Snowstorms are rare in Antarctica, but one blew in on the biggest day of Peter Christou’s life. He was working at the Concordia Research Station, a French-Italian facility on the Antarctic Plateau, one of the coldest places on earth. Christou had been to Antarctica before, but this time was different: He was testing his own invention, a water filtration system, which, if it worked, could solve the station’s sewage and wastewater problems. From there, Christou figured the sky was the limit for his little company and its new technology.

“I quit my six-figure job for this – did I screw it all up?”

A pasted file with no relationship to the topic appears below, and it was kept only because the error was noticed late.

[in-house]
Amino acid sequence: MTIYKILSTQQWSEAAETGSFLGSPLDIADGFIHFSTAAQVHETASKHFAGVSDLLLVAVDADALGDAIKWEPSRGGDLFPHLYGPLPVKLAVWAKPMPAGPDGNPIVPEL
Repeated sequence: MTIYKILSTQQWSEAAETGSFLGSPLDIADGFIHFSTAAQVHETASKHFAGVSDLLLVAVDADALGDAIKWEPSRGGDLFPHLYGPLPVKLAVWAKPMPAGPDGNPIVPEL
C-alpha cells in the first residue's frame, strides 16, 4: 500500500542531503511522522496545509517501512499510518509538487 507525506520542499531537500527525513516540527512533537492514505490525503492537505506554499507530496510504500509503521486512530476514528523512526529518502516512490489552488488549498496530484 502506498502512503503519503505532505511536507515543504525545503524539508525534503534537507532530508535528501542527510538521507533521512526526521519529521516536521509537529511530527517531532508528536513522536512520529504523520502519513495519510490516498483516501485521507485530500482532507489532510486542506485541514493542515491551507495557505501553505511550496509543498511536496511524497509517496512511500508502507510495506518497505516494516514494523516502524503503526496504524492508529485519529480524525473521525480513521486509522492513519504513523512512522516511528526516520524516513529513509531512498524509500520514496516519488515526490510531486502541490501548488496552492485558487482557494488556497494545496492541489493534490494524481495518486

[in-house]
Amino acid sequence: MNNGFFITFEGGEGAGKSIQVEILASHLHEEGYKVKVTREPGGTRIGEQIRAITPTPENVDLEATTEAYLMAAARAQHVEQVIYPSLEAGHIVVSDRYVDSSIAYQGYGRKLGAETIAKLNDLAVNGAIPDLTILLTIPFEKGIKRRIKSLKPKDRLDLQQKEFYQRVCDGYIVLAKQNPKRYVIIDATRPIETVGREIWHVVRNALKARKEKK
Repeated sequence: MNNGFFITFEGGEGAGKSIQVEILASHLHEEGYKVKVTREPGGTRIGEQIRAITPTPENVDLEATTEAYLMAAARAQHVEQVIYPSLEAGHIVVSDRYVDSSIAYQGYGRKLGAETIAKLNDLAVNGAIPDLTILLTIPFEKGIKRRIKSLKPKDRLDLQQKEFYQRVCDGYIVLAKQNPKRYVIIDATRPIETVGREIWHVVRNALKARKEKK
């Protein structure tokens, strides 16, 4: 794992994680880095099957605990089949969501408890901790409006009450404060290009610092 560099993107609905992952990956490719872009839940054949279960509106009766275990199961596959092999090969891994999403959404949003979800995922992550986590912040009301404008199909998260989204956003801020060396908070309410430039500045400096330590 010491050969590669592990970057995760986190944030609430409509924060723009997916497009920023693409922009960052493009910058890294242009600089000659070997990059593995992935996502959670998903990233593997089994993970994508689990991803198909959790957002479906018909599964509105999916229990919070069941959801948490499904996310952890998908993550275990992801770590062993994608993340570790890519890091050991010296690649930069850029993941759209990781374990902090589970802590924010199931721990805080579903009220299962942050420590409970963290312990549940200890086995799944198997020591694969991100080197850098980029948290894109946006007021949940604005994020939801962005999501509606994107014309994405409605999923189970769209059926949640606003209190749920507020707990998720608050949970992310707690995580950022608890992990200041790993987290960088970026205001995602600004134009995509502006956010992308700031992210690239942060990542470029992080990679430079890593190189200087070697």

Christou’s invention was supposed to solve the problem of aerating wastewater at high altitude. Aeration is a normal part of wastewater processing, but at 3,200 metres above sea level, the problem gets tricky. Christou says Concordia’s aeration process was like “farting in the bathtub.” His method, by better filtering contaminants from water, could transform wastewater into something not quite safe enough to drink, but clean enough for washing clothes and dishes. But that wasn’t why he found himself, in the early hours of the morning, in the station’s main tower control room, surrounded by rows of computers and, in his words, “pleading for his life.” Christou had given up everything to work on his invention. He’d lost his girlfriend, he was broke and borrowing money from his family, he’d almost lost his home and he had no employment prospects waiting for him back in Edmonton. But on that day in Antarctica, he sat in the control room trying to talk via satellite phone with representatives of General Electric. He wanted to sell them his patent. After a long, trying period, he was finally able to secure a line and was about to pitch them his technology. “I honestly can’t express how stressful of a time it was in my life,” he says. “I didn’t know where my next paycheque was going to come from. I was ready to give everything just for a job at that point.” This call, he thought, could save his life. But the Internet connection was shoddy and the sound quality was bad. GE couldn’t access a presentation Christou had sent them. And, off in the distance, Christou could see that Antarctic storm coming in. He knew it could sever the connection. He pressed his hand to the triple-layered glass windows and frost formed around his fingers. The phone cut out and he lost the call for good. There’s nothing sexy about wastewater treatment – we’re talking about sewage here. And Christou’s invention doesn’t have the cutting-edge design of an iPhone or the functional simplicity of Uber. But wastewater is vital to every community. It’s one of the most critical and underappreciated forms of infrastructure – the kind of technology so ubiquitous it’s simultaneously something people give little thought to and something they can’t live without. With today’s technology, almost any water can be purified – the issue is the energy it takes to do so, which affects the cost. It’s an industry with a captive market, but one with a gap between what businesses and communities would like to do and what they can afford. In short, it’s ripe for disruption. Christou’s road to Antarctica began in high school, when his wrestling coach suggested he consider joining the military. Soon, he was registered, thinking he had signed up to be a helicopter pilot. “Instead, I ended up being a water boy,” he says. He’d always been a good problem-solver and communicator, but never an outstanding student. That changed when he joined the military. “It’s what I needed to get the drive and get my schooling in order,” he says. “I don’t think I had a decent conversation with a girl for two or three years.” He learned the tools of the water treatment trade, working mostly with reverse osmosis technology, but dipping his toes, so to speak, into wastewater as well. After his military years, Christou walked into a market where jobs were scarce but wastewater treatment was rapidly evolving. He landed a job with a company called Sanitherm specializing in membrane technology – the most important part of water filtration – and learned valuable skills in an emerging field. (With this company he travelled to Antarctica for the first time.) Christou bounced around a bit – forming his own company for a time, working as a consultant – and gradually built his wastewater expertise. “When I signed on the dotted line for the military, I definitely wasn’t thinking, ‘I can’t wait to grow up and treat poo,’” he says. But that’s exactly what he was doing. In his time as a consultant, Christou became convinced he could find an elegant solution to some of the membrane technology’s limitations. He started tinkering in his garage in the summer of 2014. His initial goal was to devise a way to keep contaminants off the membrane, a problem he compares to the residue left behind by spaghetti in Tupperware. He created a company, Swirltex, to commercialize his invention, but hadn’t quite landed on the technology he was hoping for. “I always thought there had to be a better way to do this,” he says. “I bought some membranes and tried it in my garage, and for the longest time nothing happened – I just made a bloody mess.” He simulated excrement with Rice Krispies and cat food. Odd smells emanated. Spills would trickle down his driveway. His girlfriend hated the whole process, but soon he started working on the membrane technology full-time. His focus had shifted from keeping contaminants off the membrane to buoyancy-based filtration: By using a specific flow pattern inside the membrane, the buoyancy of the materials can be manipulated, and they can be pushed to the centre. Clean water can flow through. Christou compares it to a Gravitron, the nausea-inducing amusement park ride that spins its occupants in circles, keeping them pressed against the outer walls. He thought this could revolutionize not just wastewater treatment but water reuse and fracking water, too. It could change how municipalities and the oil and gas sector deal with wastewater. Though he didn’t know it at the time, it could even have medical applications, like separating red blood cells from plasma. He couldn’t believe it hadn’t been done before. When the technique first worked for him, he was drinking Crown Royal in the garage; the next day, he tested it again to make sure it wasn’t a drunken apparition. It worked again, but he remained wracked with doubt. He’d often watched Dragons’ Den with his girlfriend as hapless entrepreneurs, convinced of their brilliance, would be laughed out of the room. “Look,” she once told him, “it’s you.” Not long after, they split up. He thought he was onto something, but at what cost? “When you have to keep telling yourself you’re doing the right thing, it starts to wear on you,” he says. People looked at him differently, like they were asking, Why are you playing with poop in your garage? He was on the verge of bankruptcy. “I quit my six-figure job for this,” he says. “Did I screw it all up?” At the time, you could have bought 50 per cent of Swirltex for $100,000, he says. Yet he was getting attention – he was interviewed by CBC, Global News, the Edmonton Journal, even Yahoo!. Soon, however, his fortunes seemed about to reverse. He secured funding from Alberta Innovates, the government agency, and conducted a market assessment. Then he got a call from the French government, inviting him to apply to go to Concordia, where he could test his technology at high altitude. After the failed pitch to GE, he was able to prove that it worked, and word got around. He was soon fielding phone calls from people across the world, and garnering interest from the European Space Agency, which was fascinated by his technology’s potential application in zero gravity. One investor, an old friend, bought a stake in the company for considerably more than $100,000. He started raking in profits from municipalities, like Parkland County, that were using Swirltex’s technology to purify then sell back their wastewater to oil and gas companies for fracking. When Alberta Venture last spoke to him, he had received more funding from other government agencies and was ready to buy out his partners. “I knew it was really significant, but it never set in until I had somebody else evaluate the technology,” he says, describing how he reached out to academics and other industry professionals for validation. “They were blown away, too, and were talking about applications I never dreamed about.” We often think of entrepreneurial success like it’s something you find all at once. And Christou is prone to flights of fancy: he talks about his “Cinderella story” as though he’s not at its centre but outside it. But it’ll be a longer road than he anticipates. While there’s interest across the world, he has yet to translate that into sales. Swirltex is still just him and some contract workers, and though he’s found a unique market, he’d need access to a vast pool of capital to scale at the rate he’d like. Christou will soon head to Antarctica again for further testing. Whatever the eventual payoff, his invention has taken him somewhere he never expected to be, and it’s clear that losing that call with GE – and keeping his patent – was the best thing that could have happened.